Excerpt by Chris DeSantis, originally published on SwimmingWorld.TV
ATLANTA, Georgia, October 27. IN my personal pantheon of coaching heroes, Doc Counsilman stands alone. I first knew of him only incidentally – his son had been the head coach of my club team when I started swimming. It wasn't until the summer of 2004 that I would truly discover the wisdom of Doc.
That summer I was charged with what was at first an overwhelming task: to look through 20 years of ASCA speeches and publications and pull them into one coherent document. I was to make a manual for introducing novice coaches to the sport. The reason I had been given the task was two-fold. My boss knew that despite the warnings of my elders, I truly wanted to be a swim coach. He thought I would learn a lot by putting it together, and that it would help those that came after me.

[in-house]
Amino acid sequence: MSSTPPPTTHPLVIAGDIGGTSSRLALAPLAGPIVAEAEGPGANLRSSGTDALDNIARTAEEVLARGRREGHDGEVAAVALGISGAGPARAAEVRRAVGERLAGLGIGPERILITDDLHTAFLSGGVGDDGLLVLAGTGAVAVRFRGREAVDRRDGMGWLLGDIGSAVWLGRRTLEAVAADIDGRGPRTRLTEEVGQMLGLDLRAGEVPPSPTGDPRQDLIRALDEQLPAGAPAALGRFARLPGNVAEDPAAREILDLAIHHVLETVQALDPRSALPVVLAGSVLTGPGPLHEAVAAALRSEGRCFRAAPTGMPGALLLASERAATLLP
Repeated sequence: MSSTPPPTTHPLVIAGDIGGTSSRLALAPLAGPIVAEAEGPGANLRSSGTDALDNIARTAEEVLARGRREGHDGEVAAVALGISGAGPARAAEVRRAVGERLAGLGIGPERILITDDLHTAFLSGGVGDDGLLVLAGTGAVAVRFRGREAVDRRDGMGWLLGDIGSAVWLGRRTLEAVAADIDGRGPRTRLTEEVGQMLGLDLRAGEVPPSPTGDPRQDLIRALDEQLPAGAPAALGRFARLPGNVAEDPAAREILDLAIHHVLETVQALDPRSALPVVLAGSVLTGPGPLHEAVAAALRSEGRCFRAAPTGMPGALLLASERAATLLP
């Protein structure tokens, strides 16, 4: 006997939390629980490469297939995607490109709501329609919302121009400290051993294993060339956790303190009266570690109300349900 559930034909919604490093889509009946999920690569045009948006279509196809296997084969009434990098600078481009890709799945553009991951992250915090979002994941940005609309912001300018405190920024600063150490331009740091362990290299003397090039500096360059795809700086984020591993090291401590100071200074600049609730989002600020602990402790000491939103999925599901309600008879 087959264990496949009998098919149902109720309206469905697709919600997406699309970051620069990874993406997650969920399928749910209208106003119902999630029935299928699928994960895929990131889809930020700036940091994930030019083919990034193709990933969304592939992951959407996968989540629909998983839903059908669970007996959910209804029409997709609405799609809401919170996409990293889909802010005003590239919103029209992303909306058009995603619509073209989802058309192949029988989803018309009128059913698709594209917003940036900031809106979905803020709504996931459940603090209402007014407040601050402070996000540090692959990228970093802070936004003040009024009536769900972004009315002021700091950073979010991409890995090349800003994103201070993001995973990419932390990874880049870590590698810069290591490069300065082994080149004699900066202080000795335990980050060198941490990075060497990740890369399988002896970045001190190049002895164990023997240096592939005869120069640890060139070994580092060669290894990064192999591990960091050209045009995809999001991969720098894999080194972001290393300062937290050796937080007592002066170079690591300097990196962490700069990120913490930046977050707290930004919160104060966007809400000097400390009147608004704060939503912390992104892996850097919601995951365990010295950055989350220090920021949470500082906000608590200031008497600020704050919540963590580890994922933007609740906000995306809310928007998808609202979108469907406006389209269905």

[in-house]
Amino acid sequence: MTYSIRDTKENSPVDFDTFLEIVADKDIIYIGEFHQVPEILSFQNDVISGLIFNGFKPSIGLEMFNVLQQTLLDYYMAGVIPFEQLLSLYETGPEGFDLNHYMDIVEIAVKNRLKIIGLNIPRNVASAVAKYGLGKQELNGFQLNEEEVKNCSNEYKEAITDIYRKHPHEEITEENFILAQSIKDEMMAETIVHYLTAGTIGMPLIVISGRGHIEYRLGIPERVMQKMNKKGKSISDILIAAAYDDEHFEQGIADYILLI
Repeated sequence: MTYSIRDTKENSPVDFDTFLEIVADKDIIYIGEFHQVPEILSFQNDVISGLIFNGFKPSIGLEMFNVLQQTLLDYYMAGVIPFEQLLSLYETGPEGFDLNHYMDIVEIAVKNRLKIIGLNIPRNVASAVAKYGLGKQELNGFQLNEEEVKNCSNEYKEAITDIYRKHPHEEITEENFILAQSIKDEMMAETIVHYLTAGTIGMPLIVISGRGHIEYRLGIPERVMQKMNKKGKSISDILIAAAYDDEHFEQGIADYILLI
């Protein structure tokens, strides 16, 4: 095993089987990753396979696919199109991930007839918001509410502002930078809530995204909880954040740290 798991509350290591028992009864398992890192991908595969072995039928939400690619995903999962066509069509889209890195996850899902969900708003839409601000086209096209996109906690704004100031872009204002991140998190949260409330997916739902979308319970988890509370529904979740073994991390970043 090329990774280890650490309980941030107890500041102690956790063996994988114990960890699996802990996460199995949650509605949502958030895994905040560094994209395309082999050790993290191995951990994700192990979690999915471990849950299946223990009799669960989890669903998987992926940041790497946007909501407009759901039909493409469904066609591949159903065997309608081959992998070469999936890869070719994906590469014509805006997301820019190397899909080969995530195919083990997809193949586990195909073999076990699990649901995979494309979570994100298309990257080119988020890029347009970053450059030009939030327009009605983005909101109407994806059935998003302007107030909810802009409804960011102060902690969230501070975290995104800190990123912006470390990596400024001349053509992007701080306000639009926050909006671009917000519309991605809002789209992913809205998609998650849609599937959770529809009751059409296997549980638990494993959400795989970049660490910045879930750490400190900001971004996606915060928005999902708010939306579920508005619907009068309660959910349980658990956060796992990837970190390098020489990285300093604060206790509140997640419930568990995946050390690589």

As I poured over the speeches and essays, I quickly found ways to disqualify certain items. Many were incredibly dated – coaches spinning yarns about who they were training at the time and how fast they were. But above all others, there was one guy who wrote prolifically and timelessly: James Edward "Doc" Counsilman.
Doc had concrete advice on how to coach. He covered wide ranges of topics, suggested sets, referenced sports psychology. He had the whole package. He was a swim coaching renaissance man. I never finished the manual that I set out to put together in the first place, but I certainly learned a lot in the process.
I was reminded of Doc last week when I picked up an ASCA magazine from 2008. Inside was an incredibly fascinating reprint of an article entitled "All That Yardage." I had never read it. It was essentially a rambling rebuke of the theories put forth by a young coach who Doc admitted had smarts but was certainly wrong. The name of the young coach? David Salo. Salo had just published an article entitled "The Distance Myth" where he had set out to disprove that everyone needed 10,000-20,000 yards a day.
To read the rest of the story, head over to SwimmingWorld.TV.